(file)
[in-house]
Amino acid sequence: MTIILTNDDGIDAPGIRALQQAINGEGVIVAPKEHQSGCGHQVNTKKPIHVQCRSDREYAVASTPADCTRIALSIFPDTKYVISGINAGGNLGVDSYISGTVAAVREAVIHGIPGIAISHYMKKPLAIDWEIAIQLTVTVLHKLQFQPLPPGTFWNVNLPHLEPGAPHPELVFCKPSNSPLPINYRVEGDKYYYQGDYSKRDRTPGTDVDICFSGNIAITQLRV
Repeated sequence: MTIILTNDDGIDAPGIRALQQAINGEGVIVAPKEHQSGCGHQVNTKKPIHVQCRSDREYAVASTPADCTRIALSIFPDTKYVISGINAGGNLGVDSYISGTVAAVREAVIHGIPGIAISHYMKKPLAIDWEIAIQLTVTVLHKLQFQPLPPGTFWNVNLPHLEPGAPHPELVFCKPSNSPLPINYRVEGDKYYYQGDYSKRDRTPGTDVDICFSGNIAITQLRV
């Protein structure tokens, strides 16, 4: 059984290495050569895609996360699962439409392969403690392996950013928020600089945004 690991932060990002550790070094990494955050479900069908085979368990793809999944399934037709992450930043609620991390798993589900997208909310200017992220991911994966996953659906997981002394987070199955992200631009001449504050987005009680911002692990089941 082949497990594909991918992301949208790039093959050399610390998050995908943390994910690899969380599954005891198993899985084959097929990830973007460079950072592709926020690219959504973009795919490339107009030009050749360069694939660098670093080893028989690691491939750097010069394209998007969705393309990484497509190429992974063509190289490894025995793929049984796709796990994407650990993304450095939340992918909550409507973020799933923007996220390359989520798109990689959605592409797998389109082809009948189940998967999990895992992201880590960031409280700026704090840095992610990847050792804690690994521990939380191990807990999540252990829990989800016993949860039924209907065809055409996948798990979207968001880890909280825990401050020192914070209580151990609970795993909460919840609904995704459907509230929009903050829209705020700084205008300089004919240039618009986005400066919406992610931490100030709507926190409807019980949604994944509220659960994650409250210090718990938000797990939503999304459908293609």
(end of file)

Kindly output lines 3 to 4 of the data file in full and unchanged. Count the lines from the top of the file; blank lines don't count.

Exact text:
Repeated sequence: MTIILTNDDGIDAPGIRALQQAINGEGVIVAPKEHQSGCGHQVNTKKPIHVQCRSDREYAVASTPADCTRIALSIFPDTKYVISGINAGGNLGVDSYISGTVAAVREAVIHGIPGIAISHYMKKPLAIDWEIAIQLTVTVLHKLQFQPLPPGTFWNVNLPHLEPGAPHPELVFCKPSNSPLPINYRVEGDKYYYQGDYSKRDRTPGTDVDICFSGNIAITQLRV
């Protein structure tokens, strides 16, 4: 059984290495050569895609996360699962439409392969403690392996950013928020600089945004 690991932060990002550790070094990494955050479900069908085979368990793809999944399934037709992450930043609620991390798993589900997208909310200017992220991911994966996953659906997981002394987070199955992200631009001449504050987005009680911002692990089941 082949497990594909991918992301949208790039093959050399610390998050995908943390994910690899969380599954005891198993899985084959097929990830973007460079950072592709926020690219959504973009795919490339107009030009050749360069694939660098670093080893028989690691491939750097010069394209998007969705393309990484497509190429992974063509190289490894025995793929049984796709796990994407650990993304450095939340992918909550409507973020799933923007996220390359989520798109990689959605592409797998389109082809009948189940998967999990895992992201880590960031409280700026704090840095992610990847050792804690690994521990939380191990807990999540252990829990989800016993949860039924209907065809055409996948798990979207968001880890909280825990401050020192914070209580151990609970795993909460919840609904995704459907509230929009903050829209705020700084205008300089004919240039618009986005400066919406992610931490100030709507926190409807019980949604994944509220659960994650409250210090718990938000797990939503999304459908293609």